Lax regulations also hit the poorest unions most heavily. For years the Pacific islands have been ravaged for their players’ raw talent. For their Test match against England, Fiji’s players received a miserly £400 each compared to their English counterparts, who are paid £22,000 a pop. Nathan Hughes, now of England, has openly spoken about the way that financial opportunities spurred his move away from Fiji. It is unsettling that England are able to deprive Fiji of such great players so easily. Sure, Fiji could have called him up first, but Hughes’s intention had always been to play for England once his three-year residency was complete. 

Australia is another serial ‘exploiter’. Recently, they have given rushed call-ups to Fijian players such as Koroibete and Naiyaravoro to tie them to the Australian Rugby Union, despite only recent switches from league to union. It’s also become common practice for clubs to offer players three-year contracts, with the intention that they can qualify internationally. They are no doubt backed by their national union, and most clubs receive bonuses for the number of ‘home’ international players they produce.  In fact, Glasgow Warriors tried exactly this with Naiyaravoro before he was lured to Australia with the promise of an immediate international call-up.

This is by no means new, and the rules used to allow switching nations during your career but, in the interests of the game globally, the rules need further change. Teams like Fiji, Samoa and Tonga will soon be unable to compete if the trend is allowed to continue.

Interestingly, despite having been one of the worst exploiters of the rule in recent years, the French Rugby Federation announced in December that it would require all French national team players to hold a French passport. This seems to me to be a sensible policy. It captures the essence of national representation, while also recognising the fact that the world is a transient place. People move country regularly and with relative ease in the modern world – elite sportsmen perhaps more than most – and it is possible to change nationality. While the concept of national identity may have been somewhat diluted, there is surely still value in the English rugby team being filled with English citizens. It would be a simple rule: if you have a passport, you can play.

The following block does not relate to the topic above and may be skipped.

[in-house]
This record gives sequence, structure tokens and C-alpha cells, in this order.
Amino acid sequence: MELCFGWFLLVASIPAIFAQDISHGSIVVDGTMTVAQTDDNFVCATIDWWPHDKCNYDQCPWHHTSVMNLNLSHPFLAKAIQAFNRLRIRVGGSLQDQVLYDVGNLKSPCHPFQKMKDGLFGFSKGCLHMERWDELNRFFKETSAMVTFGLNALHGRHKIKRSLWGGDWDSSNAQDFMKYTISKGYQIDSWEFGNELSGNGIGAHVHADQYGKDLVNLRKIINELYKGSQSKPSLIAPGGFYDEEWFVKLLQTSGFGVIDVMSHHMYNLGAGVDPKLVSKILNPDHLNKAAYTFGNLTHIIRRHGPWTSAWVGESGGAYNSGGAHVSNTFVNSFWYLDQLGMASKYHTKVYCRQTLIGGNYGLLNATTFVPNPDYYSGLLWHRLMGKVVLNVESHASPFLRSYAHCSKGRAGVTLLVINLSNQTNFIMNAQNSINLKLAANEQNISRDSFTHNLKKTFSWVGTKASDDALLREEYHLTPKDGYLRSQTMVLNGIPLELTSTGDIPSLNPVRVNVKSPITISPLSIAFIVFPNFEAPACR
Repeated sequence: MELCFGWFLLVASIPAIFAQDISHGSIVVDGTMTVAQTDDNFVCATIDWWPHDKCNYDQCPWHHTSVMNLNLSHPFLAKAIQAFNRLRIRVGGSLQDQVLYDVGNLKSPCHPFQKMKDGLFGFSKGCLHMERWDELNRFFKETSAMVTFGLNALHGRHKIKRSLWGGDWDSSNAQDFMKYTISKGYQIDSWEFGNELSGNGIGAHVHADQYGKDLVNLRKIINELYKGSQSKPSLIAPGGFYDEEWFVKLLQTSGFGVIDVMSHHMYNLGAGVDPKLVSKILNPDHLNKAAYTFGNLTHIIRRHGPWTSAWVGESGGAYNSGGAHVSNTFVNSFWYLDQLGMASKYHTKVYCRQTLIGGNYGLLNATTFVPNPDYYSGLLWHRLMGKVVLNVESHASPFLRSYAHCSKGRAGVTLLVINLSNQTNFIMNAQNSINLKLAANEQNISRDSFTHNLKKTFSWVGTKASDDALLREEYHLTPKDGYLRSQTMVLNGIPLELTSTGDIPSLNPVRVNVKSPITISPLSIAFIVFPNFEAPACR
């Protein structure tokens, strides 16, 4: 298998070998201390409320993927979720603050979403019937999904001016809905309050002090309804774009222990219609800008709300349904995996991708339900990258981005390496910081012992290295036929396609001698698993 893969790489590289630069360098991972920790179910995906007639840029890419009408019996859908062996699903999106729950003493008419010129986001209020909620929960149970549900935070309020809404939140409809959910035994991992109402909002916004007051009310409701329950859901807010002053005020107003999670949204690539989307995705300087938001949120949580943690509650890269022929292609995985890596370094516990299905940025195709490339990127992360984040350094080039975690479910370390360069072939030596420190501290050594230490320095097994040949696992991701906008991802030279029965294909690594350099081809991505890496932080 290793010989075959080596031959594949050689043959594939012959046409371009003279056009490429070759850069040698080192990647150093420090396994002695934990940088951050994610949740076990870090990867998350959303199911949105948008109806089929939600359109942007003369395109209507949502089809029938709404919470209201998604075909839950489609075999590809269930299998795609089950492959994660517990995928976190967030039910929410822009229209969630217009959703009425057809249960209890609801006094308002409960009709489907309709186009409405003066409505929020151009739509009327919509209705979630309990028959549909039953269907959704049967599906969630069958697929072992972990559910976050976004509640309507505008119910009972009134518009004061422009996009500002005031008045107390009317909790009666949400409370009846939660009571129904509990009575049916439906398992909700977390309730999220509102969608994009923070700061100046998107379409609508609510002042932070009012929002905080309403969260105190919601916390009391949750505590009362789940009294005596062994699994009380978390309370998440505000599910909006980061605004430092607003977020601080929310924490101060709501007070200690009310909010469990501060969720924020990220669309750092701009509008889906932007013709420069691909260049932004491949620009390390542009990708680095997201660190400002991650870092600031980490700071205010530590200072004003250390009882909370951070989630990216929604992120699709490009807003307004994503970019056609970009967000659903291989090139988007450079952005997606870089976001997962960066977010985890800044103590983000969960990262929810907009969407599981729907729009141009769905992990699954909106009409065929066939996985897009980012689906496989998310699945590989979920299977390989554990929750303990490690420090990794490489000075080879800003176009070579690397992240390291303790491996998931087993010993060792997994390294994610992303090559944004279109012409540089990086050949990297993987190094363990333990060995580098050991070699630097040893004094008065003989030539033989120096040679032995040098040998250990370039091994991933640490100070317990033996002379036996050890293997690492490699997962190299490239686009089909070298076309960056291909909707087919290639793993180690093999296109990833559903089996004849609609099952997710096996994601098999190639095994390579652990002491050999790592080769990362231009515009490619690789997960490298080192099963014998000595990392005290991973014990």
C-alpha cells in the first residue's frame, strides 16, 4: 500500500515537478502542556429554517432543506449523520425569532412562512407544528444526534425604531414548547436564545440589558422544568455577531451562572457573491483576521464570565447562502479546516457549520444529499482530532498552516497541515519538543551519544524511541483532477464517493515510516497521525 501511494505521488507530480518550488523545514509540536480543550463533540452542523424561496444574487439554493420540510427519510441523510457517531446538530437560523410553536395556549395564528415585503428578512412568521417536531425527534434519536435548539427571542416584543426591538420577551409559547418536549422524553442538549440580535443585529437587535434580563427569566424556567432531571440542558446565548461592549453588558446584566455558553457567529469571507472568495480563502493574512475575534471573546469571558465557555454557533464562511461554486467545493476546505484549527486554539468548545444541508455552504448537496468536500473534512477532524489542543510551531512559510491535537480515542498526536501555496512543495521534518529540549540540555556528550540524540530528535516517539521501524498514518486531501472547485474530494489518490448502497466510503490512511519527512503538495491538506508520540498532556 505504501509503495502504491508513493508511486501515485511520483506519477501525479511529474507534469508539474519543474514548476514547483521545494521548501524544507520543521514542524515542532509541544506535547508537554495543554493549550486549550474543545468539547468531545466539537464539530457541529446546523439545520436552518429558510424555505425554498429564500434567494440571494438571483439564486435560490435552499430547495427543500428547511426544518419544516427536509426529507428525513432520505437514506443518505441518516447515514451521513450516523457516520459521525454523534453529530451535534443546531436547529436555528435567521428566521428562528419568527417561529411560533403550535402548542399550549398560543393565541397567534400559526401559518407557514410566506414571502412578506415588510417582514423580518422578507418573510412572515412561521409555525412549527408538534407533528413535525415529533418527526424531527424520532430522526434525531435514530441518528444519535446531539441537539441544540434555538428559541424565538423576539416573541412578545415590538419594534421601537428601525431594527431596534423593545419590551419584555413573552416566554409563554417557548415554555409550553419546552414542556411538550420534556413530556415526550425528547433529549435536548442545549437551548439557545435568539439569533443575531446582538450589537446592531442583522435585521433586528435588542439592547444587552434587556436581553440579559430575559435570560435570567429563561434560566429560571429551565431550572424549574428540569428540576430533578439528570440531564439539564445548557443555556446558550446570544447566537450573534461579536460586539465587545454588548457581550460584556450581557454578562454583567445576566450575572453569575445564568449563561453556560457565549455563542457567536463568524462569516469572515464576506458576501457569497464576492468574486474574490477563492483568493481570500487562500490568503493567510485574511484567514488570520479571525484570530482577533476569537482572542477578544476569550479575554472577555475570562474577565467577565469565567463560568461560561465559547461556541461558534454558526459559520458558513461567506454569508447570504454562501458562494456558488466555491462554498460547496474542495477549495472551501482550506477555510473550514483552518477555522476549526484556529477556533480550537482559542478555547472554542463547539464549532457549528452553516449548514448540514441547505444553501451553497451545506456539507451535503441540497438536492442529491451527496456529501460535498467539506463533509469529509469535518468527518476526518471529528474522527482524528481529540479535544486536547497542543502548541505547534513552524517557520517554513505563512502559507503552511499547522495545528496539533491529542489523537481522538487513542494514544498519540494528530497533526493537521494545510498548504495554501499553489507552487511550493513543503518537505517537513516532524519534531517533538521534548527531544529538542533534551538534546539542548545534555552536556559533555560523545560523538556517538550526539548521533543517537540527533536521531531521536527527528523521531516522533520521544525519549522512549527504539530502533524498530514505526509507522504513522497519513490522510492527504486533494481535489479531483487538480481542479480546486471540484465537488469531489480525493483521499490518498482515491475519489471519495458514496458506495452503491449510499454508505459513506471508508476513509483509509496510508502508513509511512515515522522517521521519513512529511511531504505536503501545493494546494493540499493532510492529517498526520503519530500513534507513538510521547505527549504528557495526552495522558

While some unions such as the Irish RFU have stood by their use of the rule to develop ‘project players’ – such as Payne or, most recently, CJ Stander – others, like England’s RFU and France, have signalled that they may impose their own criteria if World Rugby does not act.

They should probably do away with the ‘grandparent’ rule, too. This is too remote a connection, for me, and does not reflect what most people consider to be central to nationality. On the other hand, having at least one parent from a country is usually sufficient to obtain citizenship there.

Finally, something needs to be done about the fact that players such as Denny Solomona, or Ben Te’o, are able to play rugby union for England despite having represented Samoa in rugby league. If players are not allowed to represent different nations within the same sport, it is difficult to see why they should be allowed to do so in different sports. Surely, if you are Samoan for the purposes of rugby league, you are Samoan for the purposes of rugby union. Can you imagine this happening at the Olympics, Mo Farah running out for Great Britain in the 5k but representing Somalia, the country of his birth, in the 10k? A ban on switching nationalities between sports must also be imposed.

World Rugby are considering changes to the eligibility rules, and I propose they introduce the following: a player may play for a country’s senior XV (or their designated second team or sevens side) if they are a citizen of that country, by virtue of birth or otherwise. Any player who has represented a country at U20 level, or above, in any sport, is ‘tied’ to that country and may not play for any other country’s senior XV (or their designated second team or sevens side)